Agricultural workers have specific visas ... and specific Covid-19 related provisions
An estimated 73% of the US agriculture workforce hails from another country supporting the ten states that produce over half of what is grown in the United States. One program that supports the immigrant needs of the agriculture industry is the H-2A visa program, which is specifically geared for agricultural workers to come to the United States on a seasonal or temporary basis. Many farmers rely on the program to supply the workers necessary for their harvests – over the past decade, the number of H-2A workers has increased fivefold to over a quarter of a million workers. The exceedingly complex program is expensive and has not always run smoothly, providing only a fraction of the workers needed, and delays in getting workers to farms has impacted harvests.
As with all employment based visa options, a potential employer must demonstrate that the wage offered meets certain minimum standards. This "prevailing minimum wage" is specific to industry and often to geographic area as well and protects both the US work force as well as the immigrants traveling to take the job by providing a baseline to avoid exploitation. Also like many visas and programs, the H-2A program isn't perfect. Employers complain that it is expensive and keeps lawful immigrant labor out of reach (more than 50% of the agricultural workforce is estimated to be working without authorization) and delays in processing have led to workers arriving after peak harvest times for the particular crop. Although the program has been fraught with issues for farmers (not to mention workers, though the way immigrant labor is often treated in the US is the subject of a blog post on another day), it still supplies about 10% of the overall farm labor in the United States. When Covid-19 hit, many farmers and their workers worried that farm labor opportunities would be further curtailed by travel and other Covid related restrictions.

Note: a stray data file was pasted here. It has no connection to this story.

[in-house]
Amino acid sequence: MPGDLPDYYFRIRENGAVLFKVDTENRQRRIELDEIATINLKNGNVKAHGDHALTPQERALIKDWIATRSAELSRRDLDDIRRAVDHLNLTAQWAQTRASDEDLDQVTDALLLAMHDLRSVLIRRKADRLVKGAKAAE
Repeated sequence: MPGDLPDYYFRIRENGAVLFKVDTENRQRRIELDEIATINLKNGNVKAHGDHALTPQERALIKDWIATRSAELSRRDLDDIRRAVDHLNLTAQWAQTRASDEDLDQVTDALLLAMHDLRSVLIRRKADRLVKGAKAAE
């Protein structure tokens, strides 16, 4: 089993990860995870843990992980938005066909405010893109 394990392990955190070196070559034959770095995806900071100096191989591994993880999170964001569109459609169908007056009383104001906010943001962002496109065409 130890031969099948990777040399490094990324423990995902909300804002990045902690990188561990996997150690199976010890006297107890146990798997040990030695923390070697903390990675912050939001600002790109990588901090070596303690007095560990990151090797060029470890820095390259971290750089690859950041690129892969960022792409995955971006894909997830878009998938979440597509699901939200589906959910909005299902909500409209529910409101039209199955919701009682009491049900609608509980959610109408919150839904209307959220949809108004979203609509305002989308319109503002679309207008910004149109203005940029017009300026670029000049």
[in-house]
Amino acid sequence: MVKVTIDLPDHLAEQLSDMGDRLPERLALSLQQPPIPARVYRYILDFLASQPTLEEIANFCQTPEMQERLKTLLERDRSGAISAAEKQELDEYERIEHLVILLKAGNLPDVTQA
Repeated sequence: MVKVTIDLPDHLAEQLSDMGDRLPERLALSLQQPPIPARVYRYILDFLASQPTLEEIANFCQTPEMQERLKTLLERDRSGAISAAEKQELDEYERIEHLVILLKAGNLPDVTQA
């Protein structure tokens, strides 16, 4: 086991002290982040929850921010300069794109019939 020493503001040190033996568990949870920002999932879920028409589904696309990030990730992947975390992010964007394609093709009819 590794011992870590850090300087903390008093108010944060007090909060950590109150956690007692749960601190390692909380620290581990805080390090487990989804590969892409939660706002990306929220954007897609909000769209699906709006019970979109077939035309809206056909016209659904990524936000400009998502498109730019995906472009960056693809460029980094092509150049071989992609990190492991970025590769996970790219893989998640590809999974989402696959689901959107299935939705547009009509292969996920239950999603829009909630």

H2A Visa Provisions under Covid-19
In April, the Mexican consulate stopped taking appointments for visa applicants, however, the Department of State quickly decided to continue processing the visa applications and waive the in-person interview requirement. The relaxed standards have allowed for agriculture workers to continue to come in to serve farmers’ needs.
The Department of Homeland Security also named the agricultural industry as “critical infrastructure.” US Citizenship and Immigration Services (USCIS)put out a temporary rule specifically addressing the H-2A program and workers needed on farms. Specifically, the rule allows for workers on an H-2A visa to extend their stay and work with a new employer, regardless of their participation with e-Verify, while the request for extension is pending, meeting urgent and seasonal agricultural needs. In addition, the rule allowed for H-2A workers to continue working beyond the normal 3-year time limit. On August 20, 2020, USCIS extended the period of time that these temporary provisions regarding extending the status to December 17, 2020. It is important to note that the August extension does not include the provision allowing workers to remain past the 3-year time limit. The USDA also makes publicly available a list of H-2A employers whose contracts are ending and may have workers available to transfer to another farm.
In related news, just last month, the Department of Labor announced that agricultural pay rates would remain at current levels until 2023. Farmers accepted this announcement as a statement of the government's attempt to further stabilize the agricultural labor market and make it easier for farms to plan and access its employment needs even in a Covid riddled world. Farm workers and their advocates, however, worry that such a measure will depress wages for individuals already subject to harsh conditions, doing jobs that no US born worker will take. As with all things Covid-19 related, no good or easy answer has appeared and we will all have to stay tuned to what comes next.